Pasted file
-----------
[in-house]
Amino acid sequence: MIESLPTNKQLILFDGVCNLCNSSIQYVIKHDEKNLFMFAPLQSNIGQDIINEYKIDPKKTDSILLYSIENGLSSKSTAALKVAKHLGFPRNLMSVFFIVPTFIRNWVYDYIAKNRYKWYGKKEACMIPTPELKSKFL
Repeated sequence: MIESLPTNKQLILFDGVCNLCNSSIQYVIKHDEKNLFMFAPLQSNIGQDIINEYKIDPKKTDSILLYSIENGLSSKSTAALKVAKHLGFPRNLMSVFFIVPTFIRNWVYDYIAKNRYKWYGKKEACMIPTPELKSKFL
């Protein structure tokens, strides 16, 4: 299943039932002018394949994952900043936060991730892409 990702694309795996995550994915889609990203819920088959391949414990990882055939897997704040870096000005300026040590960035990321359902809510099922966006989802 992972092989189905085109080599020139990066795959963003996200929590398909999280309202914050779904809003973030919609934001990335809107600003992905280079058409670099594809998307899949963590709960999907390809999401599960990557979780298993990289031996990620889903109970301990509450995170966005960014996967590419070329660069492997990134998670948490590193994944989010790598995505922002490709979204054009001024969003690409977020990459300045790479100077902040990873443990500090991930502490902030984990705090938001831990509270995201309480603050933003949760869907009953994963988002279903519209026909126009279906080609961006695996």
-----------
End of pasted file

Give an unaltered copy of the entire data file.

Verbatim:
[in-house]
Amino acid sequence: MIESLPTNKQLILFDGVCNLCNSSIQYVIKHDEKNLFMFAPLQSNIGQDIINEYKIDPKKTDSILLYSIENGLSSKSTAALKVAKHLGFPRNLMSVFFIVPTFIRNWVYDYIAKNRYKWYGKKEACMIPTPELKSKFL
Repeated sequence: MIESLPTNKQLILFDGVCNLCNSSIQYVIKHDEKNLFMFAPLQSNIGQDIINEYKIDPKKTDSILLYSIENGLSSKSTAALKVAKHLGFPRNLMSVFFIVPTFIRNWVYDYIAKNRYKWYGKKEACMIPTPELKSKFL
């Protein structure tokens, strides 16, 4: 299943039932002018394949994952900043936060991730892409 990702694309795996995550994915889609990203819920088959391949414990990882055939897997704040870096000005300026040590960035990321359902809510099922966006989802 992972092989189905085109080599020139990066795959963003996200929590398909999280309202914050779904809003973030919609934001990335809107600003992905280079058409670099594809998307899949963590709960999907390809999401599960990557979780298993990289031996990620889903109970301990509450995170966005960014996967590419070329660069492997990134998670948490590193994944989010790598995505922002490709979204054009001024969003690409977020990459300045790479100077902040990873443990500090991930502490902030984990705090938001831990509270995201309480603050933003949760869907009953994963988002279903519209026909126009279906080609961006695996």